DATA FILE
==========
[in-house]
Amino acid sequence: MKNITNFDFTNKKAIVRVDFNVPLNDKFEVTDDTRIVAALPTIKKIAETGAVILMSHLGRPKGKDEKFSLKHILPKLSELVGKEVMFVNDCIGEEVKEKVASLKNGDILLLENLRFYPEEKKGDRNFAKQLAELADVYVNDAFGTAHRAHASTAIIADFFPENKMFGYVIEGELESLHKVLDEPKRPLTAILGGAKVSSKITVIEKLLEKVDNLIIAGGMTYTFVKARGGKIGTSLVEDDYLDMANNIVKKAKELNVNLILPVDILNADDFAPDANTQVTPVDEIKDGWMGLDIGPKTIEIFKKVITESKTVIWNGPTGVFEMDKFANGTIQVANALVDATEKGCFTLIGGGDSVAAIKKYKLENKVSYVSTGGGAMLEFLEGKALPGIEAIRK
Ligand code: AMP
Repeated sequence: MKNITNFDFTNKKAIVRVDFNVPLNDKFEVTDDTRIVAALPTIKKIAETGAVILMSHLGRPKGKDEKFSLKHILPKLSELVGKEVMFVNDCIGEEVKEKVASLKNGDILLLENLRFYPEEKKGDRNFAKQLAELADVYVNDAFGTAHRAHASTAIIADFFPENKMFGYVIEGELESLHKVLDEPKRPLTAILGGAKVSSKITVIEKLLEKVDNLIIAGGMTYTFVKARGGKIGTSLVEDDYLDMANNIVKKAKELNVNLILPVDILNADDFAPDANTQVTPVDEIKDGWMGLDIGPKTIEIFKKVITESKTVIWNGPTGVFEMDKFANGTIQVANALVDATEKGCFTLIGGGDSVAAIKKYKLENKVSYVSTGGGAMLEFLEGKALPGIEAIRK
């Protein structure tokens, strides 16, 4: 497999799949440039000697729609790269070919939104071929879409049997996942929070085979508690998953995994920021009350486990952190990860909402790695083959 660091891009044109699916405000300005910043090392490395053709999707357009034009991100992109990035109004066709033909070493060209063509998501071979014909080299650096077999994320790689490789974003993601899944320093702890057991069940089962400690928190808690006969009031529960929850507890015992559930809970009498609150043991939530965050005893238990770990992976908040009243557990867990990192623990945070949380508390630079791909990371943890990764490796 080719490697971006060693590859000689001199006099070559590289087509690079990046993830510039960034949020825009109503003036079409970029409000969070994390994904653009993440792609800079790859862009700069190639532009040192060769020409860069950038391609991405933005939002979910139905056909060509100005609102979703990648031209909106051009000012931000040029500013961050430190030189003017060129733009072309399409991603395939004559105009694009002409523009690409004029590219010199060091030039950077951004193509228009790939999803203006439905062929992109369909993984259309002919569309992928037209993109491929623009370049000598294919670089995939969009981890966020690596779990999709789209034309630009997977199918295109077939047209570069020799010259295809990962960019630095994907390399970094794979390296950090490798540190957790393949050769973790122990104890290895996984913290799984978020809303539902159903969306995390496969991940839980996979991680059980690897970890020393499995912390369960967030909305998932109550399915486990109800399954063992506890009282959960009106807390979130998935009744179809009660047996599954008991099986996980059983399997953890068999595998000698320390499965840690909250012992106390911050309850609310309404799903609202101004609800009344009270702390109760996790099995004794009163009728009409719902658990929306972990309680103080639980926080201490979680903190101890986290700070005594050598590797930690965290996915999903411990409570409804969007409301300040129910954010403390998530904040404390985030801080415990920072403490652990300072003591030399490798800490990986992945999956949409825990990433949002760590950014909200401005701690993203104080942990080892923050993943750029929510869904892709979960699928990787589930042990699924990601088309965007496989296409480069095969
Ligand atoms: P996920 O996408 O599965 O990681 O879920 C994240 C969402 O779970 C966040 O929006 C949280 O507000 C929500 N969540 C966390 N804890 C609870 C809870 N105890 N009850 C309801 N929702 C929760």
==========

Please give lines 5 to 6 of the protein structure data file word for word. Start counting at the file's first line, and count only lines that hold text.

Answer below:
């Protein structure tokens, strides 16, 4: 497999799949440039000697729609790269070919939104071929879409049997996942929070085979508690998953995994920021009350486990952190990860909402790695083959 660091891009044109699916405000300005910043090392490395053709999707357009034009991100992109990035109004066709033909070493060209063509998501071979014909080299650096077999994320790689490789974003993601899944320093702890057991069940089962400690928190808690006969009031529960929850507890015992559930809970009498609150043991939530965050005893238990770990992976908040009243557990867990990192623990945070949380508390630079791909990371943890990764490796 080719490697971006060693590859000689001199006099070559590289087509690079990046993830510039960034949020825009109503003036079409970029409000969070994390994904653009993440792609800079790859862009700069190639532009040192060769020409860069950038391609991405933005939002979910139905056909060509100005609102979703990648031209909106051009000012931000040029500013961050430190030189003017060129733009072309399409991603395939004559105009694009002409523009690409004029590219010199060091030039950077951004193509228009790939999803203006439905062929992109369909993984259309002919569309992928037209993109491929623009370049000598294919670089995939969009981890966020690596779990999709789209034309630009997977199918295109077939047209570069020799010259295809990962960019630095994907390399970094794979390296950090490798540190957790393949050769973790122990104890290895996984913290799984978020809303539902159903969306995390496969991940839980996979991680059980690897970890020393499995912390369960967030909305998932109550399915486990109800399954063992506890009282959960009106807390979130998935009744179809009660047996599954008991099986996980059983399997953890068999595998000698320390499965840690909250012992106390911050309850609310309404799903609202101004609800009344009270702390109760996790099995004794009163009728009409719902658990929306972990309680103080639980926080201490979680903190101890986290700070005594050598590797930690965290996915999903411990409570409804969007409301300040129910954010403390998530904040404390985030801080415990920072403490652990300072003591030399490798800490990986992945999956949409825990990433949002760590950014909200401005701690993203104080942990080892923050993943750029929510869904892709979960699928990787589930042990699924990601088309965007496989296409480069095969
Ligand atoms: P996920 O996408 O599965 O990681 O879920 C994240 C969402 O779970 C966040 O929006 C949280 O507000 C929500 N969540 C966390 N804890 C609870 C809870 N105890 N009850 C309801 N929702 C929760």